A special session of the Arkansas Legislature is underway and the governor is still looking for more traction for his $50-million highway plan.
KUAR’s Jacob Kauffman reports on day one of the legislative session.
The business of legislating opened with the usual formalities.
“At this time I appoint the following individuals to notify the Senate that the House in session and ready for business. Hopefully they’ll let you in the door…”
Speaker Jeremy Gillam called the House into order and gathered the Senate for a combined session to hear from the governor, Asa Hutchinson.
“The overriding and primary concern of this session is to deal with the need of highway funding here in Arkansas,” he said.
Hutchinson continued, making the case for his no-new taxes, five-year plan.
“The federal highway plan that Congress enacted provides for $200 million more in additional revenue for our highways, for Arkansas, provided we make the match,” said Hutchinson. “I just came from a meeting of other governors. They’re all scrambling as to how they can meet that match. Some do not have the support of the legislature to accomplish that and they will lose that funding.”
There are 14 other items on the call, running the gamut from publicity rights to pausing academic distress designations in schools. Hutchinson joked it’s not a long list compared to his predecessors.
“Governor Clinton in one session had 104 items and in another special session had 285. Senator Dismang and Speaker Gillam I want to assure I’m not going to do that,” jested Hutchinson.
But Hutchinson’s hope of a speedy, three-day session ran into a bit of a roadblock almost immediately after his remarks. The Senate Transportation Committee deadlocked 4 to 4 on the highway plan sponsored by Sen. Bart Hester (R-Cave Springs) and backed by the Arkansas Highway and Transportation Department
SAMPLE: Mr. Hester you have two bites at the apple.
HESTER: I understand. Thanks for this exercise.
Committee Chair Bill Sample of Hot Springs said the governor’s plan isn’t sustainable.
“You can build a road or a building with one-time money but you can’t maintain a highway with one-time money. That’s all it is,” Sen. Sample said to reporters after the vote.
Senator Bryan King was another Republican 'no' vote. The Berryville resident said he doesn’t want to start paying for highways with surplus funds.
“It’s not a plan, it’s a gamble,” said King after the vote. “Surpluses are only surpluses if you have them. With something like highways you need dedicated revenue streams. It’s very important to have that and we don’t have that in this bill.”
Senator Ronald Caldwell said the use of surplus funds – which for the first time ever sends general revenue to highways – amounts to a new tax burden for Arkansans. Traditionally user-based gas taxes have funded the state’s roadways.
“It’s a defacto, or incognito, or camouflage tax burden. While we’re not raising the tax rate on the people of Arkansas we are raising the tax burden,” he told the committee.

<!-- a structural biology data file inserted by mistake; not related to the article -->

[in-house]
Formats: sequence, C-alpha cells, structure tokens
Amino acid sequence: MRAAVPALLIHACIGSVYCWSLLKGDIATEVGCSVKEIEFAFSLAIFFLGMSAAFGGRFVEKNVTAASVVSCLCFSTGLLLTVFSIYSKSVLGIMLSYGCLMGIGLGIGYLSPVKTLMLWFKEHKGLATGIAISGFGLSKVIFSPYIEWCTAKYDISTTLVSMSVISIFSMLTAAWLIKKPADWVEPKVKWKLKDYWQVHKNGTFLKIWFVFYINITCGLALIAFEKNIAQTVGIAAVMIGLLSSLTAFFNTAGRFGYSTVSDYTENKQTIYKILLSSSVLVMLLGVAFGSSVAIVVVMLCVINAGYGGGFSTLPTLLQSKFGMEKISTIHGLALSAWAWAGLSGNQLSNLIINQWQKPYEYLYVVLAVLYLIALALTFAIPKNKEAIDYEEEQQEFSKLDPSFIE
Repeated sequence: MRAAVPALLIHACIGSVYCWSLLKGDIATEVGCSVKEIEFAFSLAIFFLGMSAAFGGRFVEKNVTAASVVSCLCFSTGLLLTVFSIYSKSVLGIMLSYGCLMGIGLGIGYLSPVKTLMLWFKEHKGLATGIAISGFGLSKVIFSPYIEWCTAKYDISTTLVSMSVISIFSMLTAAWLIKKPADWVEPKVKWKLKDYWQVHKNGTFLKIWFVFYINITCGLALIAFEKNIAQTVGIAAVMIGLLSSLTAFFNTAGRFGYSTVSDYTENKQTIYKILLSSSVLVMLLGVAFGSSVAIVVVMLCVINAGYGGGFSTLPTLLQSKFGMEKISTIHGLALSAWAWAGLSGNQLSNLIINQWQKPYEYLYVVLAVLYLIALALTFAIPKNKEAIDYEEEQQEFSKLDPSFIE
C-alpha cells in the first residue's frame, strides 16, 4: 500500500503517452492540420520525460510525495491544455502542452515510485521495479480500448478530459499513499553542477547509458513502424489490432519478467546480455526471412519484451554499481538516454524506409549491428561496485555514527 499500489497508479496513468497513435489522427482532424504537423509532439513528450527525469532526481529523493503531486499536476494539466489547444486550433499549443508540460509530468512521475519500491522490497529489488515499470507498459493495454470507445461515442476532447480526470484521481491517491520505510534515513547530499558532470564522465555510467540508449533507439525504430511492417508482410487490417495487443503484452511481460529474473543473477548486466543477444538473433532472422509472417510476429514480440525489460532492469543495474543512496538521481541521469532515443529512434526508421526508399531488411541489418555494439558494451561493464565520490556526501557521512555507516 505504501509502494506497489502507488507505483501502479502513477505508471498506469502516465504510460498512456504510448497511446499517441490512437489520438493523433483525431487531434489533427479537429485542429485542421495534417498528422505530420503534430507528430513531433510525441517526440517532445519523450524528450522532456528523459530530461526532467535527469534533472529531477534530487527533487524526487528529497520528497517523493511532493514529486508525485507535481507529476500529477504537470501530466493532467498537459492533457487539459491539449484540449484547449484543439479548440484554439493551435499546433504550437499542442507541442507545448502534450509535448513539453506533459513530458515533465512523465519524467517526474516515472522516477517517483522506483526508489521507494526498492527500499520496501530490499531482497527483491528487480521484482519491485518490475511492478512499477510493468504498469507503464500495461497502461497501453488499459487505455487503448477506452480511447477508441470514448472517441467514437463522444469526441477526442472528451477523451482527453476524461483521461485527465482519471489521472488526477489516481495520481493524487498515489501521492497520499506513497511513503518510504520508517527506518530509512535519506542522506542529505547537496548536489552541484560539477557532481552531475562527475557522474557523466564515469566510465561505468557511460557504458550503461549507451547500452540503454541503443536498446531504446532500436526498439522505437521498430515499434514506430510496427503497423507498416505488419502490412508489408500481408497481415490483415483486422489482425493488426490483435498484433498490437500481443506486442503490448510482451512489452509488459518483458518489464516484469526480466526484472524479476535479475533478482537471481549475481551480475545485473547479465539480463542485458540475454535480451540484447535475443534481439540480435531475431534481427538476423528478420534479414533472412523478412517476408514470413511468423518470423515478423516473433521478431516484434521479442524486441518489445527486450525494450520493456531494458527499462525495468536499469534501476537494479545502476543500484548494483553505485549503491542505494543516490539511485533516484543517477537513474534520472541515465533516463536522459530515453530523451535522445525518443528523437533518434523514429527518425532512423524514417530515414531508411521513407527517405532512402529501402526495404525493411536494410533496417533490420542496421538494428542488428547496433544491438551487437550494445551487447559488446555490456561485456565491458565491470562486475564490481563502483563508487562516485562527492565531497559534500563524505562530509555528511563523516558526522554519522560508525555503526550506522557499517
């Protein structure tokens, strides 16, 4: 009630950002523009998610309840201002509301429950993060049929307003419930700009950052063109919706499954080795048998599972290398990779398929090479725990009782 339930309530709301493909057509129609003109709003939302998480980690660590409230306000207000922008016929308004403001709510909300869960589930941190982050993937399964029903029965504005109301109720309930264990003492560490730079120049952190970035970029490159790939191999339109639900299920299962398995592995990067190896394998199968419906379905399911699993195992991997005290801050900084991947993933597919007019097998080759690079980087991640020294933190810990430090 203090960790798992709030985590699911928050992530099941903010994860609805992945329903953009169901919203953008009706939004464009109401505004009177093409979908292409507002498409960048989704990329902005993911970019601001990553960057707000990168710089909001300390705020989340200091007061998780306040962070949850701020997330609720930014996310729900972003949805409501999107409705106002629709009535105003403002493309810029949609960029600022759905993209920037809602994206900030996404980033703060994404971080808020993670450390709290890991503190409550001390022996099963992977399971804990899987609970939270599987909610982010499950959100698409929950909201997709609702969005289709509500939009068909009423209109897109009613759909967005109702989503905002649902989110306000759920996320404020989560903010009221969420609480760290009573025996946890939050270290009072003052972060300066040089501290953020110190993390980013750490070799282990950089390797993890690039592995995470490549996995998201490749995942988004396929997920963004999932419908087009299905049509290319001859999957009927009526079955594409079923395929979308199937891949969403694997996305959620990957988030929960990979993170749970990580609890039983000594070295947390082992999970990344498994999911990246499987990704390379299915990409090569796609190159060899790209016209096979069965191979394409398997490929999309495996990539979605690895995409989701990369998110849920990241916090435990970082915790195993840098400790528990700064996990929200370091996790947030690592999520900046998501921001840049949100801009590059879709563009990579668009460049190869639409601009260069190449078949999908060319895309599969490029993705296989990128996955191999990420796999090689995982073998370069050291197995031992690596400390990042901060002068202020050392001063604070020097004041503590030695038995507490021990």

After several recesses and false-starts the committee reached a compromise. Instead of accepting the Republican governor’s plan, members passed on a 6-2 split a bill to support only the first year of the five year plan.
Earlier in the day, Senator Jimmy Hickey of Texarkana said it was his preference, hoping to pass a long-term bill in next year’s longer, regular legislative session.
“I would prefer to get the federal match here, wait since we’re going to go into the regular session, see if we can figure out something again and if we can’t I would carry what your bill is,” Sen. Hickey said to bill sponsor Sen. Bart Hester.
Speaking to reporters prior to the committee vote Governor Hutchinson said he wasn’t interested in a one-year plan. He called his an “intermediate” plan rather than a short or a long-term scheme.
“This is not a one-time fix. It’s not a one-year plan. It’s a longer term plan. The federal highway bill goes for five years and so this provides matching funds each of those five years and a continuing stream of money to the highway commission. I would not want and would oppose any effort to restrict this to a one year plan,” said Gov. Hutchinson.
Hutchinson said he isn’t worried that surplus money won’t materialize in the future.
“Let’s just see how it works out. I’m really confident about this plan. One, because we’ve always run a surplus because we’re conservative. Secondly, we’ve got other options for additional funding that flows into a rainy fund and gives us flexibility,” he said.
As for the fuel tax, part of longer-term solutions offered by those in his own typically tax increase-averse party, Hutchinson said that’s something he does not want to consider. He said if legislators want it they should send it to voters in a different session.
“If you present this in January to the legislature I doubt the mood will be any different for a tax increase in January versus now. The best alternative for a longer term plan would be to present that to the voters,” he said. “That can’t be done until 2018.”
When lawmakers head back to the Capitol on Friday morning they’ll have two highway plans to consider. The governor’s five-year plan that passed the House and the one-year version in the Senate. Backers of the governor’s plan in the Senate are also likely to refer the identical House version to a different, potentially more favorable committee than the Senate Transportation Committee that deadlocked on Thursday.